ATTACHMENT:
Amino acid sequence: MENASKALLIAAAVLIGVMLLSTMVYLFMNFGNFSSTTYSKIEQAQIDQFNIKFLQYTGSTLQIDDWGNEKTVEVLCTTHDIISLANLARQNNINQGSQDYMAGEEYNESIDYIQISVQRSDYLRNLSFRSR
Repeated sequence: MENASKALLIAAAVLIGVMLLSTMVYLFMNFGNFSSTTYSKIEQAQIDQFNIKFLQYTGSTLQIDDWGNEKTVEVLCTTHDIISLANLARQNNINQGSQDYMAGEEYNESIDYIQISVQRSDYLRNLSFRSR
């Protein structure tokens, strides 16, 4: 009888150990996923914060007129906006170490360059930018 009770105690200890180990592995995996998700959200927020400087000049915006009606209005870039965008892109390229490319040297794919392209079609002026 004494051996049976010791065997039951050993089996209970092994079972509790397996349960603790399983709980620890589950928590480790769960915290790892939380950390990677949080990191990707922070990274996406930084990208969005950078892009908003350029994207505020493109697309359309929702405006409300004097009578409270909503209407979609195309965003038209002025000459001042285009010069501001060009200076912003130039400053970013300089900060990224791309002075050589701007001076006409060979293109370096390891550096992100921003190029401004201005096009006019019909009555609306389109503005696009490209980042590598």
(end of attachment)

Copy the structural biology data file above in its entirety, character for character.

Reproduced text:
Amino acid sequence: MENASKALLIAAAVLIGVMLLSTMVYLFMNFGNFSSTTYSKIEQAQIDQFNIKFLQYTGSTLQIDDWGNEKTVEVLCTTHDIISLANLARQNNINQGSQDYMAGEEYNESIDYIQISVQRSDYLRNLSFRSR
Repeated sequence: MENASKALLIAAAVLIGVMLLSTMVYLFMNFGNFSSTTYSKIEQAQIDQFNIKFLQYTGSTLQIDDWGNEKTVEVLCTTHDIISLANLARQNNINQGSQDYMAGEEYNESIDYIQISVQRSDYLRNLSFRSR
């Protein structure tokens, strides 16, 4: 009888150990996923914060007129906006170490360059930018 009770105690200890180990592995995996998700959200927020400087000049915006009606209005870039965008892109390229490319040297794919392209079609002026 004494051996049976010791065997039951050993089996209970092994079972509790397996349960603790399983709980620890589950928590480790769960915290790892939380950390990677949080990191990707922070990274996406930084990208969005950078892009908003350029994207505020493109697309359309929702405006409300004097009578409270909503209407979609195309965003038209002025000459001042285009010069501001060009200076912003130039400053970013300089900060990224791309002075050589701007001076006409060979293109370096390891550096992100921003190029401004201005096009006019019909009555609306389109503005696009490209980042590598």